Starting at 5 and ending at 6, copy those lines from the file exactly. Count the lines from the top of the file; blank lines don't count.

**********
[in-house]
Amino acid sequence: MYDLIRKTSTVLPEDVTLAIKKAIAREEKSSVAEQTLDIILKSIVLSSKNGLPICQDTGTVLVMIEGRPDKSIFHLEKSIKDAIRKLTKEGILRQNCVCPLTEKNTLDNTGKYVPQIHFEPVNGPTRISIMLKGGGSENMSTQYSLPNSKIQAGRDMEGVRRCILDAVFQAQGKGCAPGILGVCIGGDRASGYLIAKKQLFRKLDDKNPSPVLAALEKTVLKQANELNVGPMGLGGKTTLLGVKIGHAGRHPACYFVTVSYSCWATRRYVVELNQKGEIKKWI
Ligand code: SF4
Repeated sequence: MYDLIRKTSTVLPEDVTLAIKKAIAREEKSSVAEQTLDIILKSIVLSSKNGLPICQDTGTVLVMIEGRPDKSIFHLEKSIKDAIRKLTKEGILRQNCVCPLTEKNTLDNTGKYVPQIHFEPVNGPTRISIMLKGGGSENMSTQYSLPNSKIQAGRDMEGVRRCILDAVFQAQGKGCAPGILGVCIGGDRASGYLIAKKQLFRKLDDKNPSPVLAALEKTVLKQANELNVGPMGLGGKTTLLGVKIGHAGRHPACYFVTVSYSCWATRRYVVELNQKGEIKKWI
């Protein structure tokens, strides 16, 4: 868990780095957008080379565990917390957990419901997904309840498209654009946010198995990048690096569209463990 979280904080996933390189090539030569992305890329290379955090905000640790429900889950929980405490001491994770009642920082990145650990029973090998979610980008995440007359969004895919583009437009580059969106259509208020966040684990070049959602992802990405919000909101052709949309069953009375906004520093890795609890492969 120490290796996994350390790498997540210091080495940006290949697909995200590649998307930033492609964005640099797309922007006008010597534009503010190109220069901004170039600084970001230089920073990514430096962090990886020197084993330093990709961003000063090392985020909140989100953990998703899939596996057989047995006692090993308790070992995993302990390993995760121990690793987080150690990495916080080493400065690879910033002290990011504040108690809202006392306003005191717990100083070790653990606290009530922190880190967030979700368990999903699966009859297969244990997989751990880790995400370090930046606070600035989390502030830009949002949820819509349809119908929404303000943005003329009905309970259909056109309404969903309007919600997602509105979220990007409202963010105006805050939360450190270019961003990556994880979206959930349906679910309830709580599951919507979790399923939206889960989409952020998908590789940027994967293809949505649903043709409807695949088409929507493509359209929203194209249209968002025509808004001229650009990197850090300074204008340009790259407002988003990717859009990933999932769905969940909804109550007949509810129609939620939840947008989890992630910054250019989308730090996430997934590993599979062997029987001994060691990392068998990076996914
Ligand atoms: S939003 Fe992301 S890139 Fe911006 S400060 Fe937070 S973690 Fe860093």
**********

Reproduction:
């Protein structure tokens, strides 16, 4: 868990780095957008080379565990917390957990419901997904309840498209654009946010198995990048690096569209463990 979280904080996933390189090539030569992305890329290379955090905000640790429900889950929980405490001491994770009642920082990145650990029973090998979610980008995440007359969004895919583009437009580059969106259509208020966040684990070049959602992802990405919000909101052709949309069953009375906004520093890795609890492969 120490290796996994350390790498997540210091080495940006290949697909995200590649998307930033492609964005640099797309922007006008010597534009503010190109220069901004170039600084970001230089920073990514430096962090990886020197084993330093990709961003000063090392985020909140989100953990998703899939596996057989047995006692090993308790070992995993302990390993995760121990690793987080150690990495916080080493400065690879910033002290990011504040108690809202006392306003005191717990100083070790653990606290009530922190880190967030979700368990999903699966009859297969244990997989751990880790995400370090930046606070600035989390502030830009949002949820819509349809119908929404303000943005003329009905309970259909056109309404969903309007919600997602509105979220990007409202963010105006805050939360450190270019961003990556994880979206959930349906679910309830709580599951919507979790399923939206889960989409952020998908590789940027994967293809949505649903043709409807695949088409929507493509359209929203194209249209968002025509808004001229650009990197850090300074204008340009790259407002988003990717859009990933999932769905969940909804109550007949509810129609939620939840947008989890992630910054250019989308730090996430997934590993599979062997029987001994060691990392068998990076996914
Ligand atoms: S939003 Fe992301 S890139 Fe911006 S400060 Fe937070 S973690 Fe860093």